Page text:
Printed Electronics

  • Detailed Studies for Printed Electronics
  1. Spray Coating
  2. Pen-printing
1. Spray Coating

 The ultrasonic nozzle (US) spray method was investigated for its utility in fabricating organic electrodes composed of poly(3,4-ethylenedioxythiophene):poly(styrenesulfonate) (PEDOT:PSS), a standard conductive polymer material used to produce large-area low-cost OFETs. The US spray technique involves generating a solution spray by first passing the solution through a head and nozzle subjected to ultrasonic vibrations that induce atomization. This method is advantageous in that the resulting spray comprises extremely small solution droplets a few micrometers in diameter, unlike the spray produced using conventional air spray methods. The PEDOT:PSS US solution spraying process was optimized by controlling the flow rate of the N2 carrier gas and the substrate temperature while monitoring the quality of the resulting PEDOT:PSS electrode films. The pentacenefield-effect transistors prepared using the US spray method displayed a maximum field-effect mobility of 0.47 cm2V−1s−1 (with an average value of 0.31 cm2V−1s−1), 35% better than the mobilities achieved using the conventional air spray method. In addition, the device-to-device reproducibility was improved, as indicated by a decrease in the standard deviation of the mobility values from 30% for the air spray devices to 24% for the US spray devices. These results indicated that the US spray technique is efficient and superior to the conventional air spray method for the development of low-cost large-area organic electronics.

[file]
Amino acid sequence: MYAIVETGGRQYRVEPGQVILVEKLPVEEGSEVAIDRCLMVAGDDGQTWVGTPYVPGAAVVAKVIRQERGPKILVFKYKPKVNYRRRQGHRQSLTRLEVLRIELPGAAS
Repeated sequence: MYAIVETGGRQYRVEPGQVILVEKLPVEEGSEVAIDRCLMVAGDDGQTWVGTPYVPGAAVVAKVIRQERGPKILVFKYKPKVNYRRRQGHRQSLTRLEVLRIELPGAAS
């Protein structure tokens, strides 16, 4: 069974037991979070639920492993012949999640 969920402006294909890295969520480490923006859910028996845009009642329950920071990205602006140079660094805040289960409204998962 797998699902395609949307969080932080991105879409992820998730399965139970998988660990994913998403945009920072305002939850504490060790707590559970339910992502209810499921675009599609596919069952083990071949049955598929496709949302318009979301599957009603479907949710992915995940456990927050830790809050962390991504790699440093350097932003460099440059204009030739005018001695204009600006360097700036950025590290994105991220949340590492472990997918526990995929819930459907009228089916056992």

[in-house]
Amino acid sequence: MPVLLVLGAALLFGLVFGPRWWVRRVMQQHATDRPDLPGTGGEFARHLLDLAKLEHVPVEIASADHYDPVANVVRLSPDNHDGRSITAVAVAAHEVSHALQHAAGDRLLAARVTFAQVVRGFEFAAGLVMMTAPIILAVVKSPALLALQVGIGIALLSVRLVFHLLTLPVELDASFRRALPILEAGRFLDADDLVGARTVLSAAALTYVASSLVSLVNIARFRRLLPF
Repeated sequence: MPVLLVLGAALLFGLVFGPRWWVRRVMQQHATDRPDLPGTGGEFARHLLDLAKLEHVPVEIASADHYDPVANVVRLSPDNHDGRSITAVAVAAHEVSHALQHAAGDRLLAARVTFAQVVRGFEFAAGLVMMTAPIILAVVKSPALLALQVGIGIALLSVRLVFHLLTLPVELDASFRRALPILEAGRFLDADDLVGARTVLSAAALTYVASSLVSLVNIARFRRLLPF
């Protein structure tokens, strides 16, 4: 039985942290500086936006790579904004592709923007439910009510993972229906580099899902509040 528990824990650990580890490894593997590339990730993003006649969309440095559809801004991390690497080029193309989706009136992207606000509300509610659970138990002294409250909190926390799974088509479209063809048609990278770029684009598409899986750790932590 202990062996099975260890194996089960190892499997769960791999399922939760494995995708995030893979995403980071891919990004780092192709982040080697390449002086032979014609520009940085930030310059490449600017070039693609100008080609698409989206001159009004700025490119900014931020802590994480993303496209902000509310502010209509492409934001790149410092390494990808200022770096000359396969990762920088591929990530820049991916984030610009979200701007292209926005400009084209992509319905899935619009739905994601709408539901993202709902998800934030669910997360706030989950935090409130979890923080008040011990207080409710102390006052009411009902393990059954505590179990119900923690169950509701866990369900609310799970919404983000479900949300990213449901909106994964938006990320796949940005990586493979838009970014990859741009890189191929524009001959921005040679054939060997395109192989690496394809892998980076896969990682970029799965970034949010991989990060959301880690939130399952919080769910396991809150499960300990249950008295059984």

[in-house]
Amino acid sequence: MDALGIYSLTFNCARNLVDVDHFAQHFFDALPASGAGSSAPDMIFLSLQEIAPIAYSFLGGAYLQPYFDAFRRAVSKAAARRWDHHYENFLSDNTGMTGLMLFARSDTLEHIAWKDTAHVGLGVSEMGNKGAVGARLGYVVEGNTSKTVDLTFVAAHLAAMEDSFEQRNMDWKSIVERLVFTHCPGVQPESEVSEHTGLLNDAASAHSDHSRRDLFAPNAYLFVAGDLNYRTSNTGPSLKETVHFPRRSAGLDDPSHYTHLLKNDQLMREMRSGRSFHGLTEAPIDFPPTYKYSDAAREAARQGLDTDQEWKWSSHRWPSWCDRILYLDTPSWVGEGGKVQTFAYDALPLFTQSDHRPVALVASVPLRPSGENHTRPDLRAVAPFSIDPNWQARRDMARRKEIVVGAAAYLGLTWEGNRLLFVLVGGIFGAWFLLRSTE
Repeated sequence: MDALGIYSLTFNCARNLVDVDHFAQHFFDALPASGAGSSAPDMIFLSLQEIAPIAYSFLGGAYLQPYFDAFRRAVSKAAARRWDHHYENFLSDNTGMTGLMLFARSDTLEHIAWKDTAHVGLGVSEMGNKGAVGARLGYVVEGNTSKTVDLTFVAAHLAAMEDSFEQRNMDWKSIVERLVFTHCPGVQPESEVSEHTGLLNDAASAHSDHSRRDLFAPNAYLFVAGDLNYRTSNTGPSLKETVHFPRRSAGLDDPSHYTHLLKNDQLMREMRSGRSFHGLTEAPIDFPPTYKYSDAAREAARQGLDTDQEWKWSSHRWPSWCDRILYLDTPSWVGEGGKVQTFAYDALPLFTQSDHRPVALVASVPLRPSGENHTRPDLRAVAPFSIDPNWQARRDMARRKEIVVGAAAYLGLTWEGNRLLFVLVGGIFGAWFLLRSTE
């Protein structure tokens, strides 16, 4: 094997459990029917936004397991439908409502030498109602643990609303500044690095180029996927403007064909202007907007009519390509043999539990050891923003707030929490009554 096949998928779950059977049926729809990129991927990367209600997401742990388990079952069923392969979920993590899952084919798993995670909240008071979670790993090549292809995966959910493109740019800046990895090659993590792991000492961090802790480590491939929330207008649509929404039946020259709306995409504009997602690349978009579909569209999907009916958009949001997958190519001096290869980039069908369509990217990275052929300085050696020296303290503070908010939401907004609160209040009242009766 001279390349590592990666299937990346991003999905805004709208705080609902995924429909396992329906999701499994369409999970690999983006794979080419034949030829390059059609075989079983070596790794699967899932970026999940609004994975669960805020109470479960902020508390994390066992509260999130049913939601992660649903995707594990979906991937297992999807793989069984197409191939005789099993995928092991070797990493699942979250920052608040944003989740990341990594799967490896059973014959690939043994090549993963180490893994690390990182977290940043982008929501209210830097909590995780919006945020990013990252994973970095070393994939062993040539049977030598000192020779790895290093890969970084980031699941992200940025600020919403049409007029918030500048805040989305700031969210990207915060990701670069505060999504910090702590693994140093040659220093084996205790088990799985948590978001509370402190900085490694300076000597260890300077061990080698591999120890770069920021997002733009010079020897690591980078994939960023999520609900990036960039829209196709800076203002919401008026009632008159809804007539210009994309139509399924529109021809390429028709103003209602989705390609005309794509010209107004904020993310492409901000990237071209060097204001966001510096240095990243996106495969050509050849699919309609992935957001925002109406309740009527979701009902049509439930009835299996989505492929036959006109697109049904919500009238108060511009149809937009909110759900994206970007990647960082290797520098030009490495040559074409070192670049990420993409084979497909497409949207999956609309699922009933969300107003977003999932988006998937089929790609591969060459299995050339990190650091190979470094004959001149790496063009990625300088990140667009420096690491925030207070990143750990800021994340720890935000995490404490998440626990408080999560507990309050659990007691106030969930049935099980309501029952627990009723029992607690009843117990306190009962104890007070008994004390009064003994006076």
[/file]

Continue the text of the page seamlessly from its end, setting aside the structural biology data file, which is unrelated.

The molecular orientation and crystallinity of polymers are one of the most important factors in the performance of organic electronic devices. Depending on the crystallinity, the mobility of the OTFT may vary several orders of magnitude.

Polymer arrangements that are advantageous for performance enhancement include edge on structure, large grain size, and spherulite formation in low molecular weight materials.

We are studying to produce high performance electronic devices through favorable molecular alignment and high crystalline arrangement of polymers.

2. Pen-printing
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